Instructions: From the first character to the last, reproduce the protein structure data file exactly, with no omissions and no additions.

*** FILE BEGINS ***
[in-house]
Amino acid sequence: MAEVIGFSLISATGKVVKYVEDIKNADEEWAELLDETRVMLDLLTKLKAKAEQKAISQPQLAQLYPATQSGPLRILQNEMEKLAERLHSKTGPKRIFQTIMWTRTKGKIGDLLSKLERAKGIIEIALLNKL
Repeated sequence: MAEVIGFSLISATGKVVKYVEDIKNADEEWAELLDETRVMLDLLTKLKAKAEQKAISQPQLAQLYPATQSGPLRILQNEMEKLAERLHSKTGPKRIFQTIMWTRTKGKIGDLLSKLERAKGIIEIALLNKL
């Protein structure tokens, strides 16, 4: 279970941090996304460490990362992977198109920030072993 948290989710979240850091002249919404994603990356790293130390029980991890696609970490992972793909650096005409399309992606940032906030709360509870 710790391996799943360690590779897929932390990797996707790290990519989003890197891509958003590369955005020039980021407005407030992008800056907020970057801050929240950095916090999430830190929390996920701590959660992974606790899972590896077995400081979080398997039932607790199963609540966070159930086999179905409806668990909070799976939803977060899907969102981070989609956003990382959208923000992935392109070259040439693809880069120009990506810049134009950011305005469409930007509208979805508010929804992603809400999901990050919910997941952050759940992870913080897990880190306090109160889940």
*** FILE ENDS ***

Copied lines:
[in-house]
Amino acid sequence: MAEVIGFSLISATGKVVKYVEDIKNADEEWAELLDETRVMLDLLTKLKAKAEQKAISQPQLAQLYPATQSGPLRILQNEMEKLAERLHSKTGPKRIFQTIMWTRTKGKIGDLLSKLERAKGIIEIALLNKL
Repeated sequence: MAEVIGFSLISATGKVVKYVEDIKNADEEWAELLDETRVMLDLLTKLKAKAEQKAISQPQLAQLYPATQSGPLRILQNEMEKLAERLHSKTGPKRIFQTIMWTRTKGKIGDLLSKLERAKGIIEIALLNKL
């Protein structure tokens, strides 16, 4: 279970941090996304460490990362992977198109920030072993 948290989710979240850091002249919404994603990356790293130390029980991890696609970490992972793909650096005409399309992606940032906030709360509870 710790391996799943360690590779897929932390990797996707790290990519989003890197891509958003590369955005020039980021407005407030992008800056907020970057801050929240950095916090999430830190929390996920701590959660992974606790899972590896077995400081979080398997039932607790199963609540966070159930086999179905409806668990909070799976939803977060899907969102981070989609956003990382959208923000992935392109070259040439693809880069120009990506810049134009950011305005469409930007509208979805508010929804992603809400999901990050919910997941952050759940992870913080897990880190306090109160889940």